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Durham e-Theses
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Mandarin Chinese community schooling in England: Language, culture and pupils’ identities

GANASSIN, SARA (2017) Mandarin Chinese community schooling in England: Language, culture and pupils’ identities. Doctoral thesis, Durham University.

Full text not available from this repository.
Author-imposed embargo until 24 May 2020.

Abstract

This qualitative ethnographic study adopts a social constructionist approach to investigate the significance of Chinese community schooling in the lives of pupils, parents and school staff. The study is important because it challenges homogenous and stereotypical constructions of Chinese language, culture, and identity evident in some previous studies, and promoted in the media.
Several key findings emerged from the study. First, pupils and adults understood language learning as the main focus of Chinese community schooling, whether focused on learning Mandarin, or English for Chinese-migrant pupils. Second, pupils and adults valued the role of the school as capital in various forms (i.e., social, economic, and cultural). Third, a contrast emerged between the focus of the schools on Mandarin as dominant Chinese language and the diversity of Chinese languages spoken by pupils and adults (e.g., Hakka and Cantonese). Fourth, pupils valued the transmission of Chinese culture but, unlike the adults, they were interested in its meaning for their family histories and identities rather than in the interiorisation of values. Finally, community schooling played a positive role in pupils' lives as it encouraged them to claim the right to construct their identity as Chinese, regardless of their spoken language(s), their life trajectories, and family background. Overall, this study has shown that Chinese community schools are linguistically and culturally varied spaces where pupils and adults coconstruct concepts of Chinese language and culture that are both informed by their life trajectories and ideologically charged. Furthermore, the schools are spaces that encourage intercultural encounters and, as such, are sites for intercultural awareness and development rather than “ethnic enclaves”.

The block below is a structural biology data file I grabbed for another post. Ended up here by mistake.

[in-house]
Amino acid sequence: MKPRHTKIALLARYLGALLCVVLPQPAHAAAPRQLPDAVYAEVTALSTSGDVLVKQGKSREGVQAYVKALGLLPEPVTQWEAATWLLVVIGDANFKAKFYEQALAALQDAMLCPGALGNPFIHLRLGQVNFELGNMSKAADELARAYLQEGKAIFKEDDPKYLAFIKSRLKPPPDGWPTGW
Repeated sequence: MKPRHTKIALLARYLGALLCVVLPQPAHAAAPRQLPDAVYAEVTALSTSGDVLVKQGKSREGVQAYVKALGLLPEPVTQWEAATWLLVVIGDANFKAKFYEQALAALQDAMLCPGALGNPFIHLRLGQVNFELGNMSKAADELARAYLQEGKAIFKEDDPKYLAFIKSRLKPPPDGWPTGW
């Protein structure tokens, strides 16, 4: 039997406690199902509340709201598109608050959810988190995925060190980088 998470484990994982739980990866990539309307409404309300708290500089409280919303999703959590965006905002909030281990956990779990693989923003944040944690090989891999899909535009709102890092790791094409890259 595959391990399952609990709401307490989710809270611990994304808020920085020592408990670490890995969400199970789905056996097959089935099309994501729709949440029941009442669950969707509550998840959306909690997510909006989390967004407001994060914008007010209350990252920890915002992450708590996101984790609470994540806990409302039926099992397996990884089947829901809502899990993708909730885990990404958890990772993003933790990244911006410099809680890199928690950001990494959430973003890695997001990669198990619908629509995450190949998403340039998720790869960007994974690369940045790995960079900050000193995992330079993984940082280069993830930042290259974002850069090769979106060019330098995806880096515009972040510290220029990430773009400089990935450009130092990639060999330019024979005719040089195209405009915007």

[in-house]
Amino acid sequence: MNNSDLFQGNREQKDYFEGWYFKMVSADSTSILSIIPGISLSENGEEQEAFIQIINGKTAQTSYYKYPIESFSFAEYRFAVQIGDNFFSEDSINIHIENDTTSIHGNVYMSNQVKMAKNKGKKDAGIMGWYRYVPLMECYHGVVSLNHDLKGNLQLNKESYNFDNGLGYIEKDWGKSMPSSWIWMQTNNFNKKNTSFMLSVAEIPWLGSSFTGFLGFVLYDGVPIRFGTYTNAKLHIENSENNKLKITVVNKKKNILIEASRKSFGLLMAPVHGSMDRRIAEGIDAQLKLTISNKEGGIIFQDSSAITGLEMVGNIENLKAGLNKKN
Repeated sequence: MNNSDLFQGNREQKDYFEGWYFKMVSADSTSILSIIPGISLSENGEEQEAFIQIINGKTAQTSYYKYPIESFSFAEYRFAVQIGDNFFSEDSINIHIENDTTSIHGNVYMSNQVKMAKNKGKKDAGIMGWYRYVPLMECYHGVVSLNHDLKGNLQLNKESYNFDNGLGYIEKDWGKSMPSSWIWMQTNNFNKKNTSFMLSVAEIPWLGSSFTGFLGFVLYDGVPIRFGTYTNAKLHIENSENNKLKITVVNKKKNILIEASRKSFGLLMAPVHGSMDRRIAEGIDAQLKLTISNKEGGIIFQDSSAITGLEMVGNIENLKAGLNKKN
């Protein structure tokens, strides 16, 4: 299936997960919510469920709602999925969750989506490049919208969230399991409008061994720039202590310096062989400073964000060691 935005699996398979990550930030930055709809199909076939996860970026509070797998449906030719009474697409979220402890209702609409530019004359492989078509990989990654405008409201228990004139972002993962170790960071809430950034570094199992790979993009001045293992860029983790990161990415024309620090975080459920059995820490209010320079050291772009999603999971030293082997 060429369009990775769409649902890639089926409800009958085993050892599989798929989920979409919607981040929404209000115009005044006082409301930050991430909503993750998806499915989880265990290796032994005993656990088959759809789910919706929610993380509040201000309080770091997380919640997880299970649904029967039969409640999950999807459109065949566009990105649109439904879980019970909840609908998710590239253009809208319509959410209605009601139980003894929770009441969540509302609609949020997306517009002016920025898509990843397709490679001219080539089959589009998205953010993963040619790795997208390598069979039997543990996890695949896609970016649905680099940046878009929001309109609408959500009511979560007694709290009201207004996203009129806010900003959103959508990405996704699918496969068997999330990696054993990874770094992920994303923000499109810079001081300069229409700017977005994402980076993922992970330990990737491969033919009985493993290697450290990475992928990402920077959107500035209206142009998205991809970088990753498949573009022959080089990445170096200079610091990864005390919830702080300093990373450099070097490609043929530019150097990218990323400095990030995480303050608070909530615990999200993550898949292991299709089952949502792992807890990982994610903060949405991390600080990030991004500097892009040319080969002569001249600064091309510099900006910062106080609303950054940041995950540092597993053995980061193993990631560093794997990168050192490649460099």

The study provides valuable insights for researchers in the areas of international and intercultural Chinese language education and researching multilingually. Also, the findings offer insights for researchers, educators, policy makers, and the parents and children participating in the life of the schools to better understand the phenomenon of Chinese language community schooling.

Item Type:Thesis (Doctoral)
Award:Doctor of Philosophy
Keywords:Community schooling; Chinese heritage language; Chinese culture; researching multilingually;'bricolage' approach; ethnography; visual methods
Faculty and Department:Faculty of Social Sciences and Health > Education, School of
Thesis Date:2017
Copyright:Copyright of this thesis is held by the author
Deposited On:25 May 2017 09:37

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